Canes have plenty to think about in upcoming NHL draft

calexander@newsobserver.comJune 16, 2012 

The Carolina Hurricanes may have set some sort of speed record – seat to podium – at the 2011 NHL Entry Draft.

Unexpectedly finding Ryan Murphy of the Kitchener Rangers available 11 picks into the draft, the Canes didn’t hesitate in making the highly skilled defenseman their first-round choice at No. 12.

“It was just a matter of how quickly we could get up to the stage to say his name,” general manager Jim Rutherford said. “There was no discussion.”

But things could be more thought-provoking for the Hurricanes – and other NHL teams – as the draft is held this week at Consol Energy Center in Pittsburgh. There is no clear-cut pecking order among the top 10 picks, and Rutherford said there was much to consider in analyzing prospects.

There’s the “Russian factor.” There’s the injury factor. The Kitchener factor.

This year, there’s also the trade factor.

Rutherford said again this past week the Hurricanes are seeking a top-tier forward to play with captain Eric Staal. He hinted there could be a trade in the works and didn’t rule out using the first-round pick as part of a trade package.

“We’ve done a lot of work in trying to get another real good forward to play with Eric,” Rutherford said. “I’d prefer not to (trade the first-round pick). If the right player is available and the right deal, we would do it.”

Speculation has centered on Rick Nash of the Columbus Blue Jackets and Jordan Staal of the Pittsburgh Penguins as trade possibilities. The Columbus Post-Dispatch reported Friday the Canes were believed to be one of the teams interested in Nash, an All-Star forward and Blue Jackets captain.

Asked about the likelihood of the Canes making a trade this week, Rutherford said, “It’s a tough call. My read on it is there will be (NHL) trades Wednesday, Thursday, Friday. Whether we’re going to be one of the teams and get in on those early trades or not, I mean, we’re trying to. But it’s hard to say when we’re going to able to move and acquire the type of player we’re trying to get.”

In 2010, the Canes acquired the player they wanted with the seventh pick of the draft – Kitchener forward Jeff Skinner, who played in the NHL at 18 and won the 2011 Calder Trophy as the league’s top rookie. Rutherford and Tony MacDonald, the Canes’ director of amateur scouting, both call that pick a “home run.”

Can the Canes hit another at No. 8 this year?

“It’s possible,” MacDonald said. “Eight’s a pretty good spot to be. The first 10 guys are very solid guys who could be major impact players at an early age.”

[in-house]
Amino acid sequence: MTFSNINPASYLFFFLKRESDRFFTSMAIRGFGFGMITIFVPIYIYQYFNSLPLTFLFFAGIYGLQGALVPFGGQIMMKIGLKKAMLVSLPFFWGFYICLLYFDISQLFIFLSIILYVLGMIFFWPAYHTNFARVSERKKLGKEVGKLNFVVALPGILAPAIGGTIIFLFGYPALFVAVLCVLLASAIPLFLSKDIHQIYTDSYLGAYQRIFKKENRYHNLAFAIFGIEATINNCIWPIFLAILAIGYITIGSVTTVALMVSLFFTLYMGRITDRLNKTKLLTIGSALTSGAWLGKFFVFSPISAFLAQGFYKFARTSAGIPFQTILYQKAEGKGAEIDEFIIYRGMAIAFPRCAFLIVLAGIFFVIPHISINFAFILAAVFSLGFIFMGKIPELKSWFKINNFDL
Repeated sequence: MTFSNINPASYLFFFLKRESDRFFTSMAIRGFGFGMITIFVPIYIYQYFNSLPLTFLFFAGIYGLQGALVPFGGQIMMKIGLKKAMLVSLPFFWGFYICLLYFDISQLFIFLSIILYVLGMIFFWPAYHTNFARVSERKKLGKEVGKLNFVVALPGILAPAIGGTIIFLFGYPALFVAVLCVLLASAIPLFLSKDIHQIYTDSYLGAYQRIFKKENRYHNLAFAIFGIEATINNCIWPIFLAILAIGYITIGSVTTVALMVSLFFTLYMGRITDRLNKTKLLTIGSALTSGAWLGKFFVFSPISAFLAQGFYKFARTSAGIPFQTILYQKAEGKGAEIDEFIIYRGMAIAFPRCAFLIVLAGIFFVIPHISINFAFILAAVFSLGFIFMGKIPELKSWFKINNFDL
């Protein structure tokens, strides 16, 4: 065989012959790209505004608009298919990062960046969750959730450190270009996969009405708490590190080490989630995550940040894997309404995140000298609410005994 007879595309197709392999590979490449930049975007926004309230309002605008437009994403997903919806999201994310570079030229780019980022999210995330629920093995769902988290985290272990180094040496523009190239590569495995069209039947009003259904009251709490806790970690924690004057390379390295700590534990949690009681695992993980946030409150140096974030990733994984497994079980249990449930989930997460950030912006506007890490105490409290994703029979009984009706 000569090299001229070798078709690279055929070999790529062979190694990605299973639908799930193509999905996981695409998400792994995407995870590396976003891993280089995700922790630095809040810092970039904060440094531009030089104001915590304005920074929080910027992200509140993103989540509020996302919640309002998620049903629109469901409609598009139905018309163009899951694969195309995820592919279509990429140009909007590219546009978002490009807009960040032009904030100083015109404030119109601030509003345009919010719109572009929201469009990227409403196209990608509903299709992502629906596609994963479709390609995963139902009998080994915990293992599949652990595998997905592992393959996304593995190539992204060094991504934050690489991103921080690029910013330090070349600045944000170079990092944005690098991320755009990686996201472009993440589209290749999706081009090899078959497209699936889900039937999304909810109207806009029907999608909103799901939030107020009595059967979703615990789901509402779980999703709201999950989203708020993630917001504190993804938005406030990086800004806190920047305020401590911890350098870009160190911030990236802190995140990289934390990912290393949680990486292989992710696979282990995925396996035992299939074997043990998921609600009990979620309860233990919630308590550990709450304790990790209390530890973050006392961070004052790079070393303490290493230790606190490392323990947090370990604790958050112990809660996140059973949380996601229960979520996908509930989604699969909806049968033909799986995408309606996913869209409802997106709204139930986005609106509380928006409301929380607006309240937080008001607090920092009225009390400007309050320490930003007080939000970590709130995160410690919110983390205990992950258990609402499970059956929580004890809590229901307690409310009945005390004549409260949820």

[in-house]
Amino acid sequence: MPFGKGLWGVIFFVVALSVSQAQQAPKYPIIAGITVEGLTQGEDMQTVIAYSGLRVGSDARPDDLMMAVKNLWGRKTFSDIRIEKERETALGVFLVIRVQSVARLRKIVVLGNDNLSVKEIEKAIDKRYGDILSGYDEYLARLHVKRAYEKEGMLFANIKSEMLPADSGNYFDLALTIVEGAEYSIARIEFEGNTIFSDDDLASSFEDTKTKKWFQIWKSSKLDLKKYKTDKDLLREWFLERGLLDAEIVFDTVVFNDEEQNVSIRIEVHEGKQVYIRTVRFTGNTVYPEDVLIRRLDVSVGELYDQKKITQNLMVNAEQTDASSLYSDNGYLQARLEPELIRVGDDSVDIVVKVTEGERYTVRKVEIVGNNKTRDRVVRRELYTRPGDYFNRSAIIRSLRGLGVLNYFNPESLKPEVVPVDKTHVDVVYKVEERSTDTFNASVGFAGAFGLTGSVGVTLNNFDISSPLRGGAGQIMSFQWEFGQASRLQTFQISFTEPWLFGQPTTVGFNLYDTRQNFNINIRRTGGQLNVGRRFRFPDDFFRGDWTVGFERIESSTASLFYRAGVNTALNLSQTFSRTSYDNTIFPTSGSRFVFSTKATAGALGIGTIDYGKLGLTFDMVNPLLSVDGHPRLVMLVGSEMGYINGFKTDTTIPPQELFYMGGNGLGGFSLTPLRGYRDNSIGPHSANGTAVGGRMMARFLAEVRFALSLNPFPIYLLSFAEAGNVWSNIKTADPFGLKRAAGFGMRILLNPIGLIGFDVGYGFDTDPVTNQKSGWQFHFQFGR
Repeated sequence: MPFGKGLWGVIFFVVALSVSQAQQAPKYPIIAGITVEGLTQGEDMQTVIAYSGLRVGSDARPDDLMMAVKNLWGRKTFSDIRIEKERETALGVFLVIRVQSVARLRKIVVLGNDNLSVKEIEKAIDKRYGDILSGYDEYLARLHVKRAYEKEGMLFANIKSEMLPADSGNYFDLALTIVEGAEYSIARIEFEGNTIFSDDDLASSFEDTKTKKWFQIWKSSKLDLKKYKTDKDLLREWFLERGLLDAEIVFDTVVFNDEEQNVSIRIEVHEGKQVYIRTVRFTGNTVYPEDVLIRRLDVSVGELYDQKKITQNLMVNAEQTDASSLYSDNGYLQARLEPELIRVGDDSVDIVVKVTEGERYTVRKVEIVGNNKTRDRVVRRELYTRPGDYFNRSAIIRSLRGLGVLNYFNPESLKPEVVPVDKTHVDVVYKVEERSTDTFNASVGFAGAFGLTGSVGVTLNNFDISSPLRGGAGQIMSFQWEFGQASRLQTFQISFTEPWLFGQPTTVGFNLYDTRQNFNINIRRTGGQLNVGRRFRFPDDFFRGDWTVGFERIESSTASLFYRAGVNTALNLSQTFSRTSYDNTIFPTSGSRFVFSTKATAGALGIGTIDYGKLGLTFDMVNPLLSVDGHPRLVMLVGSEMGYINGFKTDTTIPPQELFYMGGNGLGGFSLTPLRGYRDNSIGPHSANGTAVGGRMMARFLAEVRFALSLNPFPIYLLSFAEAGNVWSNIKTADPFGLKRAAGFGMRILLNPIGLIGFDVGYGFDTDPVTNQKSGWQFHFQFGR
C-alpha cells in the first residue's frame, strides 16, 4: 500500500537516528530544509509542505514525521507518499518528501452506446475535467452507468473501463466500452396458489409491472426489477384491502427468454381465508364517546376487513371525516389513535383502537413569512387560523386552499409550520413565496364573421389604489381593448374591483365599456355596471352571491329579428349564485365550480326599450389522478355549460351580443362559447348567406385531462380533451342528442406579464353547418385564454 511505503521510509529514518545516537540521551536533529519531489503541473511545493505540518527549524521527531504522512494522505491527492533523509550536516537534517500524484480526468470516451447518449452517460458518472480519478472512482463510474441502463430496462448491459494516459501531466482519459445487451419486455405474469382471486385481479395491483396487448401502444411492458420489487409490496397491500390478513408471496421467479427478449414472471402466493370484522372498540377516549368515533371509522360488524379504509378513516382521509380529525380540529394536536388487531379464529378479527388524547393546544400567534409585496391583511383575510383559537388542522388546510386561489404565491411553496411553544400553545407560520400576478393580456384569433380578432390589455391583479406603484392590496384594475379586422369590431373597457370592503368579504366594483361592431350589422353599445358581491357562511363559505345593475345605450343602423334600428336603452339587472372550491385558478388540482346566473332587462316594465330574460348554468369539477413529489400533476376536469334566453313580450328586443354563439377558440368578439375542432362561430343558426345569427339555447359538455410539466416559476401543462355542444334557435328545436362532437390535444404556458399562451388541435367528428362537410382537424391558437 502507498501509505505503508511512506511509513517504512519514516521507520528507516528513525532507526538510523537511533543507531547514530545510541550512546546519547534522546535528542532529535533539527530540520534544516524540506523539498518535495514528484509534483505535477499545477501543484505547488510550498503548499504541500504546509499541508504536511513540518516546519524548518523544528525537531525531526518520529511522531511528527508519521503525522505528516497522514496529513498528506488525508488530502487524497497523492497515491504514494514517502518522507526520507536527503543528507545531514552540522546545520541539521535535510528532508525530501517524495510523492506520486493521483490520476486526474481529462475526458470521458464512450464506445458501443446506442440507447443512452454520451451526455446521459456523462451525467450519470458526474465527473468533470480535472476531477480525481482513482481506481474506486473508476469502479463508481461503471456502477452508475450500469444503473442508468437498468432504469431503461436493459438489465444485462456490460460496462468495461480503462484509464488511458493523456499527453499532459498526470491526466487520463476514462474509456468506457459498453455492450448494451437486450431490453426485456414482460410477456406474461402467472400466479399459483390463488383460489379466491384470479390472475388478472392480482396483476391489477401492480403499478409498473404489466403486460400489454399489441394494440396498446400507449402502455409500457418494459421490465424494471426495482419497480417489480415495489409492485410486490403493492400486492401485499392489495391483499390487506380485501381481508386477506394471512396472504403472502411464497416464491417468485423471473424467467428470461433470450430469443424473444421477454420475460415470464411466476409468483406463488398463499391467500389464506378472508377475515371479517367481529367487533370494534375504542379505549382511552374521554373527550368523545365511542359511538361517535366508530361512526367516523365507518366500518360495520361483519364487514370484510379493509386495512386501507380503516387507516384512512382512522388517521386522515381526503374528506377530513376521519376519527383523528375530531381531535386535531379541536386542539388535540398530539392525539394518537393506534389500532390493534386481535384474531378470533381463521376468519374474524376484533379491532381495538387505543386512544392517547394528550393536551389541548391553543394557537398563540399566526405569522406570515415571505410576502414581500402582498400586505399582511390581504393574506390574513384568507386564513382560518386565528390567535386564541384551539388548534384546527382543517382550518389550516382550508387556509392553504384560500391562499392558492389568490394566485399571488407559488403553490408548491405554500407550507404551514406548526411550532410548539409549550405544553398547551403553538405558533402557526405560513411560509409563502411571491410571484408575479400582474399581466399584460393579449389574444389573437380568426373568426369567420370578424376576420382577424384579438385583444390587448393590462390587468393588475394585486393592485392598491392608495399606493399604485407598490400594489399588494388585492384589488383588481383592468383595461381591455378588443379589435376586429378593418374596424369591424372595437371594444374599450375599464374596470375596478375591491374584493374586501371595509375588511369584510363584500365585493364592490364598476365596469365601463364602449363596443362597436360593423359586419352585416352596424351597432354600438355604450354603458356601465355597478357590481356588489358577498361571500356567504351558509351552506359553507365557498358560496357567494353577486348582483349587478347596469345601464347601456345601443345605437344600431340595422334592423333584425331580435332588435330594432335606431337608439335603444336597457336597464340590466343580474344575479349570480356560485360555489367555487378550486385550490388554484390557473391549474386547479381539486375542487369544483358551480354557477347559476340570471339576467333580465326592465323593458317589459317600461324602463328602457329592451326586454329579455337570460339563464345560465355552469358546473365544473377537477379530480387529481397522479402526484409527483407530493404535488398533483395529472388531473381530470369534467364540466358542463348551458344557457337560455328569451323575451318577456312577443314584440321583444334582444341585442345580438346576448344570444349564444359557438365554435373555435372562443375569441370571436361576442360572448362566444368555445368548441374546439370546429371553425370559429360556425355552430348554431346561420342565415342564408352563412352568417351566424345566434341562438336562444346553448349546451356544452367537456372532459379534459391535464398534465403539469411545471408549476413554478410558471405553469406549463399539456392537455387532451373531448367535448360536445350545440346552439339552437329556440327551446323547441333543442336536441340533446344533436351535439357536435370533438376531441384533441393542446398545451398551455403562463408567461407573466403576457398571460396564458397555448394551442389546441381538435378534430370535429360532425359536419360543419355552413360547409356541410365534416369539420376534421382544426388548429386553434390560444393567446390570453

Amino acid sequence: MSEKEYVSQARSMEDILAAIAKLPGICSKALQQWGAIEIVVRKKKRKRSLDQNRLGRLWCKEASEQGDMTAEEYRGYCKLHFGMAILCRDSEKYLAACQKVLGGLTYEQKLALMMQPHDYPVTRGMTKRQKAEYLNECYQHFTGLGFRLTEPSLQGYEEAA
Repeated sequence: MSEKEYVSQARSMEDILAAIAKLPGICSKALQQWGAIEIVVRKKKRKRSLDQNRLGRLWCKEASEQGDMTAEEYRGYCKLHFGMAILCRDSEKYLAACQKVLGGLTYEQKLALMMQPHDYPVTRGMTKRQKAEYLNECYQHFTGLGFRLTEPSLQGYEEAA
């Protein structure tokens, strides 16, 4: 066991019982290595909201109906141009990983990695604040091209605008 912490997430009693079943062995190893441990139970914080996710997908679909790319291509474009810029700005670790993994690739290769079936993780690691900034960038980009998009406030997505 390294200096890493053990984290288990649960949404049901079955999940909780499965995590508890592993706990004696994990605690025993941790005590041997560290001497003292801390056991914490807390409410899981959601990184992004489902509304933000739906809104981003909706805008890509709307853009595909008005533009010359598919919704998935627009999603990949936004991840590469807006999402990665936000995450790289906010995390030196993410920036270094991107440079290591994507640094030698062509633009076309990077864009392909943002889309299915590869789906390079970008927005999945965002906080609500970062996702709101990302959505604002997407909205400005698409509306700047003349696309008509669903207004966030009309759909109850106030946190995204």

If the Canes want to continue the run on Kitchener Rangers, they could take forward Radek Faksa. The Czech center has good size (6-3, 203 pounds) and skating ability, and played for veteran Rangers coach Steve Spott, who helped develop Skinner, Murphy and forward Gabriel Landeskog, who starred as a rookie last year with the Colorado Avalanche.

“It’s a good track record,” MacDonald said.

Or the Canes could decide to take Finnish forward Teuvo Teravainen. He has a smaller frame (5-11, 165) but has eye-opening speed and impressive scoring skill, leading MacDonald to compare him to Chicago Blackhawks forward Patrick Kane.

“He’s probably as skilled a player as there is in the draft,” MacDonald said.

Two other forwards of interest could be Mikhail Grigorenko and Alex Galchenyuk, if available. Grigorenko is a native Russian who played last season with Quebec of the Quebec Major Junior Hockey League. Galchenyuk was born in Milwaukee and has competed for Team USA internationally, but he is the son of a former Belarusian hockey player and lived in Russia until 2009.

Nail Yakupov, the winger likely to be the No. 1 overall pick by the Edmonton Oilers, also is Russian. He and Galchenyuk played the past two seasons with Sarnia of the Ontario Hockey League.

Given the NHL’s continuing issues with the Kontinental Hockey League and players bolting to play in Russia, nationality must be considered, Rutherford said.

“You have to deal with the Russian factor as to having a comfort level, that if you take those players who were born there that they’ll stay and play here and not go back to the KHL,” he said.

Compounding Galchenyuk’s situation is that he suffered a severe knee injury early last season, limiting him to a handful of games. He did perform well at the recent NHL rookie combine in Toronto.

Another potential Canes pick coming off a knee injury is defenseman Morgan Rielly from Moose Jaw of the Western Hockey League. Rielly was able to play more games than Galchenyuk.

“It makes it tricky for those guys at the upper end of the draft,” Rutherford said.

The Hurricanes intend to interview nine or 10 players in Pittsburgh before Friday. But Rutherford said the “great debate” on the first-round pick already has been held. The Canes know who they want.

If that player is available at No. 8, they’ll move quickly. Again.

Alexander: 919-829-8945

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